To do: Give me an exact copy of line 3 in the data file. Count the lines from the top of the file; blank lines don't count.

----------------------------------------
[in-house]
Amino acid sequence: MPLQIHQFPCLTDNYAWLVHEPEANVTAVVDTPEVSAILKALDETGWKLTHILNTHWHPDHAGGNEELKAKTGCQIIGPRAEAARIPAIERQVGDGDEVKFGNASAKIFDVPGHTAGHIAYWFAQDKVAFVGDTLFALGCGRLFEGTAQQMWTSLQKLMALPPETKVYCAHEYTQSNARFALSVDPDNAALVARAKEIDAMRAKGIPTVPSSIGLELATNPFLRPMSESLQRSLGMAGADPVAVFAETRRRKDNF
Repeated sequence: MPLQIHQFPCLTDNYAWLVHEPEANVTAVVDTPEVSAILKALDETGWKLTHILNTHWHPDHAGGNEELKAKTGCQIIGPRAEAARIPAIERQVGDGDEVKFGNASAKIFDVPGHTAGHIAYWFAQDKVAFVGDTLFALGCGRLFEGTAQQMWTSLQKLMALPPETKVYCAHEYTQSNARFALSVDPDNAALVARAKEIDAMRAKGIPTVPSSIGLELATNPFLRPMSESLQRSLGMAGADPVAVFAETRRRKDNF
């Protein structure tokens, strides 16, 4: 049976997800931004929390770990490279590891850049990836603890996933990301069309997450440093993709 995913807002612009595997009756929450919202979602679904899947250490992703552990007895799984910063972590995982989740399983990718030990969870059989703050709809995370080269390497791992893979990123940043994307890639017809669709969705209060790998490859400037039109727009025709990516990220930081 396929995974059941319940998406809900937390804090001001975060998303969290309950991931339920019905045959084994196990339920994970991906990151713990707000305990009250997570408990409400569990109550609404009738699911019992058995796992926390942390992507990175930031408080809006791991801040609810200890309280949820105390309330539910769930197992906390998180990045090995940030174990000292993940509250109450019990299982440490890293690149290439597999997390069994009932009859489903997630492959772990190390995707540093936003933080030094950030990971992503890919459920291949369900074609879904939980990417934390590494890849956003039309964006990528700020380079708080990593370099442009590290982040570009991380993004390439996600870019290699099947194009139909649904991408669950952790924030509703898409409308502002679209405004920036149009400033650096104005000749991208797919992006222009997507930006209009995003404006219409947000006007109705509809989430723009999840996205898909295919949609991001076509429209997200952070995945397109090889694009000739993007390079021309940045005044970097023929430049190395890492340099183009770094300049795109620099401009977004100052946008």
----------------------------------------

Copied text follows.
Repeated sequence: MPLQIHQFPCLTDNYAWLVHEPEANVTAVVDTPEVSAILKALDETGWKLTHILNTHWHPDHAGGNEELKAKTGCQIIGPRAEAARIPAIERQVGDGDEVKFGNASAKIFDVPGHTAGHIAYWFAQDKVAFVGDTLFALGCGRLFEGTAQQMWTSLQKLMALPPETKVYCAHEYTQSNARFALSVDPDNAALVARAKEIDAMRAKGIPTVPSSIGLELATNPFLRPMSESLQRSLGMAGADPVAVFAETRRRKDNF